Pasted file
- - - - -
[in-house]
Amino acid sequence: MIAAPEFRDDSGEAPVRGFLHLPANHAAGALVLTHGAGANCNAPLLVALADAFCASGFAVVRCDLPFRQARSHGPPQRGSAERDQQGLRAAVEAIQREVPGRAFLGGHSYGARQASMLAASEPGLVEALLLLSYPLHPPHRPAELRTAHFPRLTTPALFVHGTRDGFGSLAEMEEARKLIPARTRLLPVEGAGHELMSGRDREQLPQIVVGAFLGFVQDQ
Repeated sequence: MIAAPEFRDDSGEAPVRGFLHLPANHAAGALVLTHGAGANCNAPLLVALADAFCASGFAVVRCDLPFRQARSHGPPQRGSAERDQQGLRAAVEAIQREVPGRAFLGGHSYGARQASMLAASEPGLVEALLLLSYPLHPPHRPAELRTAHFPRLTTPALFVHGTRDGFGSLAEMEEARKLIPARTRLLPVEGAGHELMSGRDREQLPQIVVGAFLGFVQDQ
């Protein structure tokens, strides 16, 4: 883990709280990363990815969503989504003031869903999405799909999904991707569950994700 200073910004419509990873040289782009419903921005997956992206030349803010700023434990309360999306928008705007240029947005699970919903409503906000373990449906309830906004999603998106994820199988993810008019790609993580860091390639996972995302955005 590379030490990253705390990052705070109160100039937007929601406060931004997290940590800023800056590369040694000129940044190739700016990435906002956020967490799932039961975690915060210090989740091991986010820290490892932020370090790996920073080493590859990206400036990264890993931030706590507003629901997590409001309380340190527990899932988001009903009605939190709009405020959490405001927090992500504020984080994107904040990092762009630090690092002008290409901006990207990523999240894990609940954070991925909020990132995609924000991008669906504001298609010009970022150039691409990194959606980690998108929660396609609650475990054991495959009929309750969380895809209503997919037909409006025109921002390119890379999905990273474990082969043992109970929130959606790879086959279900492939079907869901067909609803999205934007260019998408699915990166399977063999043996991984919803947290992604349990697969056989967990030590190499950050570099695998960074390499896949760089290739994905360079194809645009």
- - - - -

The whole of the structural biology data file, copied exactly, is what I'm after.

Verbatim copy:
[in-house]
Amino acid sequence: MIAAPEFRDDSGEAPVRGFLHLPANHAAGALVLTHGAGANCNAPLLVALADAFCASGFAVVRCDLPFRQARSHGPPQRGSAERDQQGLRAAVEAIQREVPGRAFLGGHSYGARQASMLAASEPGLVEALLLLSYPLHPPHRPAELRTAHFPRLTTPALFVHGTRDGFGSLAEMEEARKLIPARTRLLPVEGAGHELMSGRDREQLPQIVVGAFLGFVQDQ
Repeated sequence: MIAAPEFRDDSGEAPVRGFLHLPANHAAGALVLTHGAGANCNAPLLVALADAFCASGFAVVRCDLPFRQARSHGPPQRGSAERDQQGLRAAVEAIQREVPGRAFLGGHSYGARQASMLAASEPGLVEALLLLSYPLHPPHRPAELRTAHFPRLTTPALFVHGTRDGFGSLAEMEEARKLIPARTRLLPVEGAGHELMSGRDREQLPQIVVGAFLGFVQDQ
């Protein structure tokens, strides 16, 4: 883990709280990363990815969503989504003031869903999405799909999904991707569950994700 200073910004419509990873040289782009419903921005997956992206030349803010700023434990309360999306928008705007240029947005699970919903409503906000373990449906309830906004999603998106994820199988993810008019790609993580860091390639996972995302955005 590379030490990253705390990052705070109160100039937007929601406060931004997290940590800023800056590369040694000129940044190739700016990435906002956020967490799932039961975690915060210090989740091991986010820290490892932020370090790996920073080493590859990206400036990264890993931030706590507003629901997590409001309380340190527990899932988001009903009605939190709009405020959490405001927090992500504020984080994107904040990092762009630090690092002008290409901006990207990523999240894990609940954070991925909020990132995609924000991008669906504001298609010009970022150039691409990194959606980690998108929660396609609650475990054991495959009929309750969380895809209503997919037909409006025109921002390119890379999905990273474990082969043992109970929130959606790879086959279900492939079907869901067909609803999205934007260019998408699915990166399977063999043996991984919803947290992604349990697969056989967990030590190499950050570099695998960074390499896949760089290739994905360079194809645009």